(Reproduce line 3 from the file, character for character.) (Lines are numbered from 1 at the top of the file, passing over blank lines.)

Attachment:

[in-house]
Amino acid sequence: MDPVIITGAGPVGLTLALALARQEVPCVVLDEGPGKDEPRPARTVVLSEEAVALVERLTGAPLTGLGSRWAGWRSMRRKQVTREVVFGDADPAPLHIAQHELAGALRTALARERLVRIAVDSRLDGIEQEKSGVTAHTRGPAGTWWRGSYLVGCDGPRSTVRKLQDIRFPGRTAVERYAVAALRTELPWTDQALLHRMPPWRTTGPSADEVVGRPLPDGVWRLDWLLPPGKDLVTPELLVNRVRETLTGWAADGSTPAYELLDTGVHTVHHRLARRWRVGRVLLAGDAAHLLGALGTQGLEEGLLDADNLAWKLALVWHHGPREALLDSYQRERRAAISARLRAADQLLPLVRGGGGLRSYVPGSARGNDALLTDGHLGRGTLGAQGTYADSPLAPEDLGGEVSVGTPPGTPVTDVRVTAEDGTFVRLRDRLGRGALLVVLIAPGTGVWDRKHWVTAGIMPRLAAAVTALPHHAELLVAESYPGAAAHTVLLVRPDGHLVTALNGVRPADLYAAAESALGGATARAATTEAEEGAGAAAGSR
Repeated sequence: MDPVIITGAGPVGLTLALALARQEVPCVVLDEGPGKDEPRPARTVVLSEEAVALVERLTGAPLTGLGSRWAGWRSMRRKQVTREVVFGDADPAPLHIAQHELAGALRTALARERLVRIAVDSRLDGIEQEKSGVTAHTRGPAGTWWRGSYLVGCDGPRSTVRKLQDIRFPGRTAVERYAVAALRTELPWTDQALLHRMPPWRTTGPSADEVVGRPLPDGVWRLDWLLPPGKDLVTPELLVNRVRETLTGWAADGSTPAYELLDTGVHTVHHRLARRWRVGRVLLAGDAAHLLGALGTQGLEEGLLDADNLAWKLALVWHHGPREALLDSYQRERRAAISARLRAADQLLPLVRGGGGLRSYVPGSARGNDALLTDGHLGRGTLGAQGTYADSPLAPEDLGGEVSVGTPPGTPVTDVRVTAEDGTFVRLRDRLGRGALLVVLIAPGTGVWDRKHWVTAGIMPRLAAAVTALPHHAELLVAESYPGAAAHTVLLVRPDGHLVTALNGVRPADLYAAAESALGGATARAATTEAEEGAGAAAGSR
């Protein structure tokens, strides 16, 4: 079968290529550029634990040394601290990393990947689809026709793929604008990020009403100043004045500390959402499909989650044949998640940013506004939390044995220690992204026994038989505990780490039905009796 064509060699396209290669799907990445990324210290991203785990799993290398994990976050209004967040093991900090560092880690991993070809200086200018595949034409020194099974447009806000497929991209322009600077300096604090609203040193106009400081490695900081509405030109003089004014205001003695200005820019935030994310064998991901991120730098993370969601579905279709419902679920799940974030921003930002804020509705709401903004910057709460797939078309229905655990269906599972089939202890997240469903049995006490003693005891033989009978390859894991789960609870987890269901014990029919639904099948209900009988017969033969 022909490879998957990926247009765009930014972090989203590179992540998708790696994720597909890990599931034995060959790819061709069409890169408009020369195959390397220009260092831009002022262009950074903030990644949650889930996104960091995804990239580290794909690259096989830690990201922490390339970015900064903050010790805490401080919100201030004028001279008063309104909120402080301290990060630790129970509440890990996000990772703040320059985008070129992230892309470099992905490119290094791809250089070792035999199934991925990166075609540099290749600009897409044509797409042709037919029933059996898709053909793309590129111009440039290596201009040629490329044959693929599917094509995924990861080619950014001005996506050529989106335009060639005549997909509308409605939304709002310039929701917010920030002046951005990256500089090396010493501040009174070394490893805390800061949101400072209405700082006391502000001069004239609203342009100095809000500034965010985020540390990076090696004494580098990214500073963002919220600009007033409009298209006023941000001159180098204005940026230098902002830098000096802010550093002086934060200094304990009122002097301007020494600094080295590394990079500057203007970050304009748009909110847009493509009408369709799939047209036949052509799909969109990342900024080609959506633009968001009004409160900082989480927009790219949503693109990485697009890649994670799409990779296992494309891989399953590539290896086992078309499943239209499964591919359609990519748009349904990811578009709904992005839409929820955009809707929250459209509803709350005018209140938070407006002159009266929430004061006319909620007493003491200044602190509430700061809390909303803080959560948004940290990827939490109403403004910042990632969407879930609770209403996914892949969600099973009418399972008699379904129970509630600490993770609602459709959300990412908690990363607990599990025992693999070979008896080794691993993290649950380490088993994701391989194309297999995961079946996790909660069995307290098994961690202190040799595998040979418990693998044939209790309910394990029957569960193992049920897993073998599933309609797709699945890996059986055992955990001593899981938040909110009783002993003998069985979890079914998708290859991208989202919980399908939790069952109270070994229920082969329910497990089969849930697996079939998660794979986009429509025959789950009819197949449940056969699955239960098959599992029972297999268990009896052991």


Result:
Repeated sequence: MDPVIITGAGPVGLTLALALARQEVPCVVLDEGPGKDEPRPARTVVLSEEAVALVERLTGAPLTGLGSRWAGWRSMRRKQVTREVVFGDADPAPLHIAQHELAGALRTALARERLVRIAVDSRLDGIEQEKSGVTAHTRGPAGTWWRGSYLVGCDGPRSTVRKLQDIRFPGRTAVERYAVAALRTELPWTDQALLHRMPPWRTTGPSADEVVGRPLPDGVWRLDWLLPPGKDLVTPELLVNRVRETLTGWAADGSTPAYELLDTGVHTVHHRLARRWRVGRVLLAGDAAHLLGALGTQGLEEGLLDADNLAWKLALVWHHGPREALLDSYQRERRAAISARLRAADQLLPLVRGGGGLRSYVPGSARGNDALLTDGHLGRGTLGAQGTYADSPLAPEDLGGEVSVGTPPGTPVTDVRVTAEDGTFVRLRDRLGRGALLVVLIAPGTGVWDRKHWVTAGIMPRLAAAVTALPHHAELLVAESYPGAAAHTVLLVRPDGHLVTALNGVRPADLYAAAESALGGATARAATTEAEEGAGAAAGSR